Nearly every company watches rational market drivers such as price and product innovation. But today’s customers aren’t deciding how to shop based on these traditional, rational forces alone—they’re also highly influenced by their emotional experiences with a brand.
Tuning into and appropriately responding to the customers’ emotional needs is a prerequisite for achieving Customer Engagement. Customer Engagement is important because engaged customers are the ones that stick around for years. They bring in new business with their ebullient recommendations. Ultimately, Customer Engagement boosts your organization’s profit margin, share price, and ROI. To fully engage customers, you must offer an exceptional buying experience, not just another product. But customers’ emotions aren’t one-size-fits all; in order to figure out what each customer wants, front-line employees and managers must have tools that help them maximize their own emotional intelligence.
Emotional intelligence is the ability to identify and appropriately respond to one’s own emotions and the emotions of others. In business, it is becoming more widely accepted that this intelligence has great influence in HR—many studies show, for instance, that emotionally intelligent teams are more productive. However, although many firms now offer trainings on how to get along with coworkers by growing Emotional Intelligence, few customer satisfaction programs train service reps and front-line managers how to read and appropriately respond to customers’ emotions. Empowering employees in this way is what separates the customer service wheat from the chaff, so to speak.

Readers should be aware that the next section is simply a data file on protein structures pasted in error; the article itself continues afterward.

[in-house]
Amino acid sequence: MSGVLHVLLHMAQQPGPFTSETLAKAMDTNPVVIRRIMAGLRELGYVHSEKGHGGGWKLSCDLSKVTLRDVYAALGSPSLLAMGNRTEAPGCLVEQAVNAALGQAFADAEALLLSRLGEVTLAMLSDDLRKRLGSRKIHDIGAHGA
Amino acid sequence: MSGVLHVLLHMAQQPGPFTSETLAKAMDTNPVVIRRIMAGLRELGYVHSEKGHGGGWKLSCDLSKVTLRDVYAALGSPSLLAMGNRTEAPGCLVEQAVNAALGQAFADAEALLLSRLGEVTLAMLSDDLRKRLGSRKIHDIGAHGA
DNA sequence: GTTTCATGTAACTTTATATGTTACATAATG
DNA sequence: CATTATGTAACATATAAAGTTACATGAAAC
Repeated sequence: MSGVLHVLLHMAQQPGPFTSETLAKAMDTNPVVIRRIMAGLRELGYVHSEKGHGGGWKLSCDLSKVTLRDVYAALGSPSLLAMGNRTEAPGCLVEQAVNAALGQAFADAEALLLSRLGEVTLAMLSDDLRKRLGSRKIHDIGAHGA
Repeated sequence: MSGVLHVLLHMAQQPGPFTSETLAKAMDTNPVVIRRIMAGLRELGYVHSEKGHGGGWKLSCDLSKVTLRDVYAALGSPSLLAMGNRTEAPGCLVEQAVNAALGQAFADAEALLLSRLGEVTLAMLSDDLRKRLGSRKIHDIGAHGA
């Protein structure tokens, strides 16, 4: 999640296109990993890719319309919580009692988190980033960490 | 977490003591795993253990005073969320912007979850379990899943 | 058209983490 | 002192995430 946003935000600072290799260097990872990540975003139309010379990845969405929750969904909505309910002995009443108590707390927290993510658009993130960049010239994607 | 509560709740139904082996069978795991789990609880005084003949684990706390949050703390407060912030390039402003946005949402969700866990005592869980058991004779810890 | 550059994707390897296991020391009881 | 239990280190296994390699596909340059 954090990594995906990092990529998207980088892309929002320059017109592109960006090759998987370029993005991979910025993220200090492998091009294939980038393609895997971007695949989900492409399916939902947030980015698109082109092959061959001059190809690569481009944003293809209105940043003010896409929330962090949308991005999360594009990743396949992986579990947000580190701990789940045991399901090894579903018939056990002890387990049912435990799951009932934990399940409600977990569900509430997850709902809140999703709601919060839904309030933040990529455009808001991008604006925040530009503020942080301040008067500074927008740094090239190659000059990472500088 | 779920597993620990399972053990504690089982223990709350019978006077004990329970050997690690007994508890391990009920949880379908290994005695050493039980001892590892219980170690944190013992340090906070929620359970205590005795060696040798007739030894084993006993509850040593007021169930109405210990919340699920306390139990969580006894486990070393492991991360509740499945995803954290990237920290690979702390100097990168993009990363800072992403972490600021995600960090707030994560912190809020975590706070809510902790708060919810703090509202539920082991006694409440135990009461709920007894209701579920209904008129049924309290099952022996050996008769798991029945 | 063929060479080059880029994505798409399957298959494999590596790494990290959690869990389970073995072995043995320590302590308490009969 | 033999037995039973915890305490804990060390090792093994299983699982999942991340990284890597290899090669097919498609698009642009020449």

Daniel Goleman, the author who had the most influence in popularizing the concept of Emotional Intelligence, has addressed its relevance to business in his book, Working with Emotional Intelligence. He writes, “How customers feel when they interact with an employee determines how they feel about the company itself. In a psychological sense, the ‘company’ as experienced by the customer is these interactions. Loyalty is lost or strengthened in every interaction between a company and its customers.”
Goleman also examines the skills needed to earn loyalty (which is included in our Customer Engagement model). The most successful service reps, he writes, are emotionally intelligent enough to assess a customer’s emotions. They empathize and stay emotionally present so as to fine-tune their understanding of the customer’s emotional needs as the interaction continues. Finally, they are able to assertively (not aggressively) make suggestions according to what the customer wants. Instead of telling the customer how she should feel or what she should buy, which often leads to resentment on the customer’s part, the emotionally intelligent customer service representative can find a win-win outcome in which the customer finds the best product or service for her needs, and the company sees increased Customer Engagement and sales.
Such service is definitely beneficial in the long run, as many studies have shown. For instance, a L’Oreal study found sales agents selected for their emotional intelligence each sold $91,370 more annually than salespeople selected through the traditional hiring process. What’s more, the emotionally intelligent salespeople had a 63% lower turnover rate during the first year of employment.
To harness the power of emotional intelligence, hire with emotional intelligence in mind and provide tools for current employees to hone their emotional competency. Doing so will foster authentic, engaging customer interactions that will bring you business for years to come.
[photo: Jim Borgman]
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